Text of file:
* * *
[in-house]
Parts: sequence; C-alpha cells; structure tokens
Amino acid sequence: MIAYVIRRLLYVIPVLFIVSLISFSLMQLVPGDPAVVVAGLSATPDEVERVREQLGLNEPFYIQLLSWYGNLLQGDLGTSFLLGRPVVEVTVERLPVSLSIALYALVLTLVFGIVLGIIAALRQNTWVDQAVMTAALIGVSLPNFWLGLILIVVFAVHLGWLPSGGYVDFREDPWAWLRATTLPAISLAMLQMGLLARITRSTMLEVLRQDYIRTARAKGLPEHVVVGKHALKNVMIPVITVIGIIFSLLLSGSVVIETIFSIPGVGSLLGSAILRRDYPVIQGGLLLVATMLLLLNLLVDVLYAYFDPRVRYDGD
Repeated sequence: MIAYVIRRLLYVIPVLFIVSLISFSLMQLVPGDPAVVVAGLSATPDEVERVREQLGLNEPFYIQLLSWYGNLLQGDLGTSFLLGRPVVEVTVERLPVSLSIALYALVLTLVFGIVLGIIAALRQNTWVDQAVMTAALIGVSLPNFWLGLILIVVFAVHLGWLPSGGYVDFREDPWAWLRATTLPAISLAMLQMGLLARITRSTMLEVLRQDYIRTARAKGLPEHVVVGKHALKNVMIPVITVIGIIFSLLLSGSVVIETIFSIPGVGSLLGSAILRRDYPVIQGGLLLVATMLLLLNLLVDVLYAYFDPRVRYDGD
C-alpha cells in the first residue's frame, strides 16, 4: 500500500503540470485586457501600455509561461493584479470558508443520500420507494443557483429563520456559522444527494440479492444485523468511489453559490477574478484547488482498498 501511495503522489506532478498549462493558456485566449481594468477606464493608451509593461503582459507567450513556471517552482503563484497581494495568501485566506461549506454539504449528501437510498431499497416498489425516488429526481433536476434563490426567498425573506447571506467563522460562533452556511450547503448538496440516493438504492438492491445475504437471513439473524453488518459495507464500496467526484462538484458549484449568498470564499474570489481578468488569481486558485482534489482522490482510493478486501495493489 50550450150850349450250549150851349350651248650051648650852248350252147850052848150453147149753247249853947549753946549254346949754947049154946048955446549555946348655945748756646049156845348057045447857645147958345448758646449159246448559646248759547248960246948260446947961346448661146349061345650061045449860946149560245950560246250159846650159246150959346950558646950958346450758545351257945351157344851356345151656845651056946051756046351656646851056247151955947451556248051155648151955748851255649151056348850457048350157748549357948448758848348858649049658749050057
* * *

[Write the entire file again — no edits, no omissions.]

[in-house]
Parts: sequence; C-alpha cells; structure tokens
Amino acid sequence: MIAYVIRRLLYVIPVLFIVSLISFSLMQLVPGDPAVVVAGLSATPDEVERVREQLGLNEPFYIQLLSWYGNLLQGDLGTSFLLGRPVVEVTVERLPVSLSIALYALVLTLVFGIVLGIIAALRQNTWVDQAVMTAALIGVSLPNFWLGLILIVVFAVHLGWLPSGGYVDFREDPWAWLRATTLPAISLAMLQMGLLARITRSTMLEVLRQDYIRTARAKGLPEHVVVGKHALKNVMIPVITVIGIIFSLLLSGSVVIETIFSIPGVGSLLGSAILRRDYPVIQGGLLLVATMLLLLNLLVDVLYAYFDPRVRYDGD
Repeated sequence: MIAYVIRRLLYVIPVLFIVSLISFSLMQLVPGDPAVVVAGLSATPDEVERVREQLGLNEPFYIQLLSWYGNLLQGDLGTSFLLGRPVVEVTVERLPVSLSIALYALVLTLVFGIVLGIIAALRQNTWVDQAVMTAALIGVSLPNFWLGLILIVVFAVHLGWLPSGGYVDFREDPWAWLRATTLPAISLAMLQMGLLARITRSTMLEVLRQDYIRTARAKGLPEHVVVGKHALKNVMIPVITVIGIIFSLLLSGSVVIETIFSIPGVGSLLGSAILRRDYPVIQGGLLLVATMLLLLNLLVDVLYAYFDPRVRYDGD
C-alpha cells in the first residue's frame, strides 16, 4: 500500500503540470485586457501600455509561461493584479470558508443520500420507494443557483429563520456559522444527494440479492444485523468511489453559490477574478484547488482498498 501511495503522489506532478498549462493558456485566449481594468477606464493608451509593461503582459507567450513556471517552482503563484497581494495568501485566506461549506454539504449528501437510498431499497416498489425516488429526481433536476434563490426567498425573506447571506467563522460562533452556511450547503448538496440516493438504492438492491445475504437471513439473524453488518459495507464500496467526484462538484458549484449568498470564499474570489481578468488569481486558485482534489482522490482510493478486501495493489 50550450150850349450250549150851349350651248650051648650852248350252147850052848150453147149753247249853947549753946549254346949754947049154946048955446549555946348655945748756646049156845348057045447857645147958345448758646449159246448559646248759547248960246948260446947961346448661146349061345650061045449860946149560245950560246250159846650159246150959346950558646950958346450758545351257945351157344851356345151656845651056946051756046351656646851056247151955947451556248051155648151955748851255649151056348850457048350157748549357948448758848348858649049658749050057